How Much Should You Be Saving for Retirement?

by Sophia Bera on November 18, 2015

Retirement seems like a long time away for Gen Y, but it’s never too early to start saving. In fact, time is on your side right now and investing money in a retirement account will allow that money to grow at a much faster rate than it would if you kept it in a savings account.

Why is saving for retirement so important? Let’s look at Baby Boomers as an example, since they’re at or approaching retirement age. A recent survey found that Boomers have savings goals that would allow them to live on $45,500 per year during their retirement. But in reality, they’re coming up short on those goals — by $37,000 a year!

This is a serious issue that will leave many Boomers in a tough financial situation at an age where they’re no longer earning an income to make up for it.

The longer you wait to begin building your retirement nest egg, the harder it will be to accumulate enough money to support you through what could be 20 to 30 years of retirement. And saving the bare minimum won’t get you there. Plan to save more in order to ensure your golden years will be financially secure.

The Road to Retirement Savings

If you haven’t begun saving for retirement, or you have started but are barely setting any money aside, here’s a primer on the types of accounts you should set up and how much to save.

First, take advantage of an employer-sponsored 401(k), where your company will match your contributions if you put in a certain percentage of your salary. Don’t pass up this chance for free money! The money you contribute is automatically transferred over from your paycheck pre-tax, so you’re getting the dual benefit of saving money before paying taxes on it and paying a lower amount of income tax on the money that’s left.

Second, open a Roth IRA and try to fully fund it each year. This money is contributed to the account after paying income tax on it, allowing you to eventually make withdrawals without paying additional taxes. The maximum annual contribution for 2017 is $5,500 if you’re under 50. This sum doesn’t need to be deposited all at once. Make monthly or quarterly contributions.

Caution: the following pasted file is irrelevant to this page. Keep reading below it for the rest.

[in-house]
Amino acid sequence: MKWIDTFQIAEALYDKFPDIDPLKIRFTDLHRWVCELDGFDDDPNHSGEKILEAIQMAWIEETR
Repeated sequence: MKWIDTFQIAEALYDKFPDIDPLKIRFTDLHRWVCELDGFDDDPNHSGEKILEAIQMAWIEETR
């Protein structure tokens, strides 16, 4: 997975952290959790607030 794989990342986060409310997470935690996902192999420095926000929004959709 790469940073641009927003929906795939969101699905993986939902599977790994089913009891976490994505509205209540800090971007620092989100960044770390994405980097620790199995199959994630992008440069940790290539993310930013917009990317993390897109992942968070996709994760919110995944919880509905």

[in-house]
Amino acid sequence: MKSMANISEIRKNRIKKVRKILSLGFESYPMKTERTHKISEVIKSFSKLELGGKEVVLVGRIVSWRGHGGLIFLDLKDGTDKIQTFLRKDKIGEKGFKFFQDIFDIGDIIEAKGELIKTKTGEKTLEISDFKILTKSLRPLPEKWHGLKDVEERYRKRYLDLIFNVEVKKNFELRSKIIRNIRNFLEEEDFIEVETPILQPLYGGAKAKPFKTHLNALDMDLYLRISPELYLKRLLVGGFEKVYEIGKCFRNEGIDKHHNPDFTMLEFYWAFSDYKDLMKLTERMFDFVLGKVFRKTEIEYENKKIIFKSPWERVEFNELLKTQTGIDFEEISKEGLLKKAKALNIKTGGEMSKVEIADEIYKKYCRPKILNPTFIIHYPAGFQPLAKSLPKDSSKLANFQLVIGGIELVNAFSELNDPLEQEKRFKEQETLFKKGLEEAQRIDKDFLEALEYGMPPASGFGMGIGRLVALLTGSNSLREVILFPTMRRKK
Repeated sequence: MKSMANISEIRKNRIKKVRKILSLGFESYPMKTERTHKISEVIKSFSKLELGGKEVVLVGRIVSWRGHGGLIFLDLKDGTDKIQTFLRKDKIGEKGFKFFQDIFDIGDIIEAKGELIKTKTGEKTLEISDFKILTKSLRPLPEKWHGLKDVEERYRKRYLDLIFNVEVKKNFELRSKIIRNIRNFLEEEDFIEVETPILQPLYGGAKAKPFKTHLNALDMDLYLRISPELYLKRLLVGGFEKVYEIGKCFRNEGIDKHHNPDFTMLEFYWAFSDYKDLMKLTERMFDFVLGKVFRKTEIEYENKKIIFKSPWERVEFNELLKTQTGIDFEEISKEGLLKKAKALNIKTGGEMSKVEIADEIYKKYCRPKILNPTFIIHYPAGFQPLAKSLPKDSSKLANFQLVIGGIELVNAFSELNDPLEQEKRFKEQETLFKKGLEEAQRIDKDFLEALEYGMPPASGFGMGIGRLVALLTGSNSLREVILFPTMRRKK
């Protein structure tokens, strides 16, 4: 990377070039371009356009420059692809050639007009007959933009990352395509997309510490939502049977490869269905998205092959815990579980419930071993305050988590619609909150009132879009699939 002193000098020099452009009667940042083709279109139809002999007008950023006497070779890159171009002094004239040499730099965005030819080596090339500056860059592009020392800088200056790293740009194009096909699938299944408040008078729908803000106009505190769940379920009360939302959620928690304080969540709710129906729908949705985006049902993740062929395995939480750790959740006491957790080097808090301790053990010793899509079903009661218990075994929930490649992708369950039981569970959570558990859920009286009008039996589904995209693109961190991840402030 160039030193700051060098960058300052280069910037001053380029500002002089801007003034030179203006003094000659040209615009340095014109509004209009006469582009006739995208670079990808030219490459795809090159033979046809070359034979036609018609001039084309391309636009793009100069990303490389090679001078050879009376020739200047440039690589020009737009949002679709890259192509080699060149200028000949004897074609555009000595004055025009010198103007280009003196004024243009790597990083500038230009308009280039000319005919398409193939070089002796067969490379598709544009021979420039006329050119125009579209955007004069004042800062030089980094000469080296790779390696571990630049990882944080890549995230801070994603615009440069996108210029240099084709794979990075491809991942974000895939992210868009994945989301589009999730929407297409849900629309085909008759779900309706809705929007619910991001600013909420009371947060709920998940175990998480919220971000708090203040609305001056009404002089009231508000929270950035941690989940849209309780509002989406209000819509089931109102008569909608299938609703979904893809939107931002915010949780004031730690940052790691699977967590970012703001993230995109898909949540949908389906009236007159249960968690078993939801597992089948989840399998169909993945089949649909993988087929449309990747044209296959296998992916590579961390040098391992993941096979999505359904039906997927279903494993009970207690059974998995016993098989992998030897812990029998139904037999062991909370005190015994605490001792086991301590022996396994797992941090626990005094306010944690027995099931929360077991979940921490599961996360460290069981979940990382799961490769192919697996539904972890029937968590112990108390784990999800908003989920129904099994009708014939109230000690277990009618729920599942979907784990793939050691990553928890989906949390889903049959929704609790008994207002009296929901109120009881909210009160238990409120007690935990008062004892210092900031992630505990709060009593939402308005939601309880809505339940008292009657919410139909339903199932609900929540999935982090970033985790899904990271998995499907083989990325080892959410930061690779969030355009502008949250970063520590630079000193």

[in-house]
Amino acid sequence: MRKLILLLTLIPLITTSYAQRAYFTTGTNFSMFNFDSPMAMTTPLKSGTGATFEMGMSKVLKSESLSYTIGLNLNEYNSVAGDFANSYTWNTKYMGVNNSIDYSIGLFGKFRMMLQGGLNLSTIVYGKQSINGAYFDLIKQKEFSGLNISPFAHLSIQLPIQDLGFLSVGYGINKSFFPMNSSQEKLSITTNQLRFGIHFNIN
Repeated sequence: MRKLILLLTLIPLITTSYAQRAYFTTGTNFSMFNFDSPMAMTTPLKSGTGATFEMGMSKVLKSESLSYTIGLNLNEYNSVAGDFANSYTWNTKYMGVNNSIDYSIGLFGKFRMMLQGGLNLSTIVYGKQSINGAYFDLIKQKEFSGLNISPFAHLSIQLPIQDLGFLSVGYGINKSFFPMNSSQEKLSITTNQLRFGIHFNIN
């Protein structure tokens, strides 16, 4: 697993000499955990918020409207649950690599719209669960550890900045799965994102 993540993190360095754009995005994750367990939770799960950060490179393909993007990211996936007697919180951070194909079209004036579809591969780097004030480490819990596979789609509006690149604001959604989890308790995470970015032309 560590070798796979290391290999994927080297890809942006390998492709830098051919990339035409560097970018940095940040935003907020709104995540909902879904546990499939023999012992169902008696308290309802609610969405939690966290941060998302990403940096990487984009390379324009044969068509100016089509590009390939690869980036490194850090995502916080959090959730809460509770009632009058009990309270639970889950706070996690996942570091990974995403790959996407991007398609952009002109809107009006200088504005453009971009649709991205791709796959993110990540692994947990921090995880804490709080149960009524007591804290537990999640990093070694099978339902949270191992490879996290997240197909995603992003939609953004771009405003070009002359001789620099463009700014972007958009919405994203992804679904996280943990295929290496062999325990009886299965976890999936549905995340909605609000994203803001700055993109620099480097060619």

Third, aim to save even more if you’re already putting money into your 401(k) to get the company match, maxing out your Roth IRA, and still have cash available each month after paying necessary expenses. You can start by contributing a greater amount to your 401(k). Aim for 10% or even 15% of your annual salary. (The maximum you can contribute each year is $18,000.)

Don’t Touch That Money!

A 401(k) or IRA isn’t like a typical savings or investing account. If you withdraw money from it before you reach the age of 591/2, you’ll pay a 10% penalty. This is money you’re going to want to leave untouched for awhile.

There are a few exceptions to this rule. For both Roth IRAs and 401(k)s, you can withdraw money to help support yourself in the event you’re disabled and can no longer work. If someone dies before the age where they can withdraw without penalty, the money will be distributed to their beneficiaries or estate.

For 401(k)s, there some allowances made for people who leave a company when they reach 55 years old. Workers in certain fields (police officers, firefighters, or medics) can tap into their 401(k) beginning at age 50.

Your Roth IRA offers even more flexibility when it comes to early withdrawals if you’ve had the account for at least five years. You can take out up to $10,000 to buy, build, or rebuild your first home. You can use that money to pay for college expenses for you, your spouse, children, or grandchildren.

But again, your goal should be to leave money in your retirement accounts and avoid any early withdrawals. Funds like emergency savings should cover you in times of crisis and you can set separate savings goals for big purchases like a new home. And make sure you’re properly insured, so your income is protected if you can’t work and you have less of a need to tap into your retirement accounts.

Don’t Shortchange Your Future

A lot of Millennials are struggling to pay the bills, especially if they have student debt, so saving for retirement gets put on the back burner. But life is only going to get more expensive as you get older, and savings habits are hard to build later in life.

The time to get into the habit of automatically putting money into your retirement accounts is right now. Even if you can’t save much, save something. You’ll thank yourself when you retire!

If you’re interested in learning more about all the different ways to save for retirement, sign up for my online course, Smart & Easy Retirement Planning for Millennials!

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